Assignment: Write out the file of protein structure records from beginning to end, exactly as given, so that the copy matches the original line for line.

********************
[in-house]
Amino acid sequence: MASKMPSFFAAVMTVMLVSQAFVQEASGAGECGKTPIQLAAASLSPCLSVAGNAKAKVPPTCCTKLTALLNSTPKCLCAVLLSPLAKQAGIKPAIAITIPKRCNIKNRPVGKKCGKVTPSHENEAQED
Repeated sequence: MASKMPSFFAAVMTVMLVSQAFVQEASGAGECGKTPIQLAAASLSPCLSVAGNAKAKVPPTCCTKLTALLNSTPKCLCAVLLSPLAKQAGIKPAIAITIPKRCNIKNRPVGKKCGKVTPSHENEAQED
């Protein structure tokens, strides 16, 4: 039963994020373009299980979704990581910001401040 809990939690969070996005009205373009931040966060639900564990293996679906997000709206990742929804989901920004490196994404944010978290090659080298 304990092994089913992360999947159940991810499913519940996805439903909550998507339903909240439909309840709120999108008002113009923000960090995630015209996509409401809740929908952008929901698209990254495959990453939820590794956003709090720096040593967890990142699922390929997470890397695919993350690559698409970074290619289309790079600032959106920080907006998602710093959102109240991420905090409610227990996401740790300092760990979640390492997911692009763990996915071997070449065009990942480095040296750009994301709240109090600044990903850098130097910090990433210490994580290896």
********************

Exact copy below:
[in-house]
Amino acid sequence: MASKMPSFFAAVMTVMLVSQAFVQEASGAGECGKTPIQLAAASLSPCLSVAGNAKAKVPPTCCTKLTALLNSTPKCLCAVLLSPLAKQAGIKPAIAITIPKRCNIKNRPVGKKCGKVTPSHENEAQED
Repeated sequence: MASKMPSFFAAVMTVMLVSQAFVQEASGAGECGKTPIQLAAASLSPCLSVAGNAKAKVPPTCCTKLTALLNSTPKCLCAVLLSPLAKQAGIKPAIAITIPKRCNIKNRPVGKKCGKVTPSHENEAQED
């Protein structure tokens, strides 16, 4: 039963994020373009299980979704990581910001401040 809990939690969070996005009205373009931040966060639900564990293996679906997000709206990742929804989901920004490196994404944010978290090659080298 304990092994089913992360999947159940991810499913519940996805439903909550998507339903909240439909309840709120999108008002113009923000960090995630015209996509409401809740929908952008929901698209990254495959990453939820590794956003709090720096040593967890990142699922390929997470890397695919993350690559698409970074290619289309790079600032959106920080907006998602710093959102109240991420905090409610227990996401740790300092760990979640390492997911692009763990996915071997070449065009990942480095040296750009994301709240109090600044990903850098130097910090990433210490994580290896």